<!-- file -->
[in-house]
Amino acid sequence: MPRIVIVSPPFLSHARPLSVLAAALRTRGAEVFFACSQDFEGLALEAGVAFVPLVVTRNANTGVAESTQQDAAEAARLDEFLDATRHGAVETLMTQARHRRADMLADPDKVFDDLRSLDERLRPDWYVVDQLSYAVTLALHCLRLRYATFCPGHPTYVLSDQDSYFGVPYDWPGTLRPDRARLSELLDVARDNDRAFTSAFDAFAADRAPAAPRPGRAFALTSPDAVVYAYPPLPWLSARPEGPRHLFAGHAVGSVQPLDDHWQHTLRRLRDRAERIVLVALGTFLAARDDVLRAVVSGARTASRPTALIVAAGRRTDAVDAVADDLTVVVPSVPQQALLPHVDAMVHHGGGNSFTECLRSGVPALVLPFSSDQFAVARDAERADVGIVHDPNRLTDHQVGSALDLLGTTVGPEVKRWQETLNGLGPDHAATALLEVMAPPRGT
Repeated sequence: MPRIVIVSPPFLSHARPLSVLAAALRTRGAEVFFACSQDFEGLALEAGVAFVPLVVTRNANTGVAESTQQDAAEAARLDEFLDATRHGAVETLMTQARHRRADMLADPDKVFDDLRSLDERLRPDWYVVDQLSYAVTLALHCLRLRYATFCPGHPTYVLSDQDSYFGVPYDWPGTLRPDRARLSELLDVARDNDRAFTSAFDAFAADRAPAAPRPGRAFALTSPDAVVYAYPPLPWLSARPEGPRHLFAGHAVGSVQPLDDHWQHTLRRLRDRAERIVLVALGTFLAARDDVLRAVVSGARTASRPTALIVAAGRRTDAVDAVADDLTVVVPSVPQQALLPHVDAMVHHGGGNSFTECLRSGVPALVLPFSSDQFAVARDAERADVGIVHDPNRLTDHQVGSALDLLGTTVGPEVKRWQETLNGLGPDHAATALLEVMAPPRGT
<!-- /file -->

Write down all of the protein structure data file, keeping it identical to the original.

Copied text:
[in-house]
Amino acid sequence: MPRIVIVSPPFLSHARPLSVLAAALRTRGAEVFFACSQDFEGLALEAGVAFVPLVVTRNANTGVAESTQQDAAEAARLDEFLDATRHGAVETLMTQARHRRADMLADPDKVFDDLRSLDERLRPDWYVVDQLSYAVTLALHCLRLRYATFCPGHPTYVLSDQDSYFGVPYDWPGTLRPDRARLSELLDVARDNDRAFTSAFDAFAADRAPAAPRPGRAFALTSPDAVVYAYPPLPWLSARPEGPRHLFAGHAVGSVQPLDDHWQHTLRRLRDRAERIVLVALGTFLAARDDVLRAVVSGARTASRPTALIVAAGRRTDAVDAVADDLTVVVPSVPQQALLPHVDAMVHHGGGNSFTECLRSGVPALVLPFSSDQFAVARDAERADVGIVHDPNRLTDHQVGSALDLLGTTVGPEVKRWQETLNGLGPDHAATALLEVMAPPRGT
Repeated sequence: MPRIVIVSPPFLSHARPLSVLAAALRTRGAEVFFACSQDFEGLALEAGVAFVPLVVTRNANTGVAESTQQDAAEAARLDEFLDATRHGAVETLMTQARHRRADMLADPDKVFDDLRSLDERLRPDWYVVDQLSYAVTLALHCLRLRYATFCPGHPTYVLSDQDSYFGVPYDWPGTLRPDRARLSELLDVARDNDRAFTSAFDAFAADRAPAAPRPGRAFALTSPDAVVYAYPPLPWLSARPEGPRHLFAGHAVGSVQPLDDHWQHTLRRLRDRAERIVLVALGTFLAARDDVLRAVVSGARTASRPTALIVAAGRRTDAVDAVADDLTVVVPSVPQQALLPHVDAMVHHGGGNSFTECLRSGVPALVLPFSSDQFAVARDAERADVGIVHDPNRLTDHQVGSALDLLGTTVGPEVKRWQETLNGLGPDHAATALLEVMAPPRGT